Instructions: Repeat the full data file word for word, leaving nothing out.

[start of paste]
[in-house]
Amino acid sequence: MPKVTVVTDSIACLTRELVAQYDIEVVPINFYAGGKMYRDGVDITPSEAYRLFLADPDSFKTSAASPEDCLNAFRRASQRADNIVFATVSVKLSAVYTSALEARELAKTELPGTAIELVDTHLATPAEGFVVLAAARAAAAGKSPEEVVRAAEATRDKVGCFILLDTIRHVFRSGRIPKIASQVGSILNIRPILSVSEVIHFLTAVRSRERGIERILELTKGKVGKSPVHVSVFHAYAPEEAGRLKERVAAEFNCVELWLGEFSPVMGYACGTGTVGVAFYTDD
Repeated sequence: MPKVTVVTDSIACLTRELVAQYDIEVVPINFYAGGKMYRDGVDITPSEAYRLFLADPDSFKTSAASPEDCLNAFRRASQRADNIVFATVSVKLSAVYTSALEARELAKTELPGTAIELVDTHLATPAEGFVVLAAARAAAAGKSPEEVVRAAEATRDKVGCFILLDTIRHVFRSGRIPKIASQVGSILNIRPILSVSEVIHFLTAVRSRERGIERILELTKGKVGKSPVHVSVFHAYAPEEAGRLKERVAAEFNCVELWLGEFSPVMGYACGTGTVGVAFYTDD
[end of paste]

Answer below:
[in-house]
Amino acid sequence: MPKVTVVTDSIACLTRELVAQYDIEVVPINFYAGGKMYRDGVDITPSEAYRLFLADPDSFKTSAASPEDCLNAFRRASQRADNIVFATVSVKLSAVYTSALEARELAKTELPGTAIELVDTHLATPAEGFVVLAAARAAAAGKSPEEVVRAAEATRDKVGCFILLDTIRHVFRSGRIPKIASQVGSILNIRPILSVSEVIHFLTAVRSRERGIERILELTKGKVGKSPVHVSVFHAYAPEEAGRLKERVAAEFNCVELWLGEFSPVMGYACGTGTVGVAFYTDD
Repeated sequence: MPKVTVVTDSIACLTRELVAQYDIEVVPINFYAGGKMYRDGVDITPSEAYRLFLADPDSFKTSAASPEDCLNAFRRASQRADNIVFATVSVKLSAVYTSALEARELAKTELPGTAIELVDTHLATPAEGFVVLAAARAAAAGKSPEEVVRAAEATRDKVGCFILLDTIRHVFRSGRIPKIASQVGSILNIRPILSVSEVIHFLTAVRSRERGIERILELTKGKVGKSPVHVSVFHAYAPEEAGRLKERVAAEFNCVELWLGEFSPVMGYACGTGTVGVAFYTDD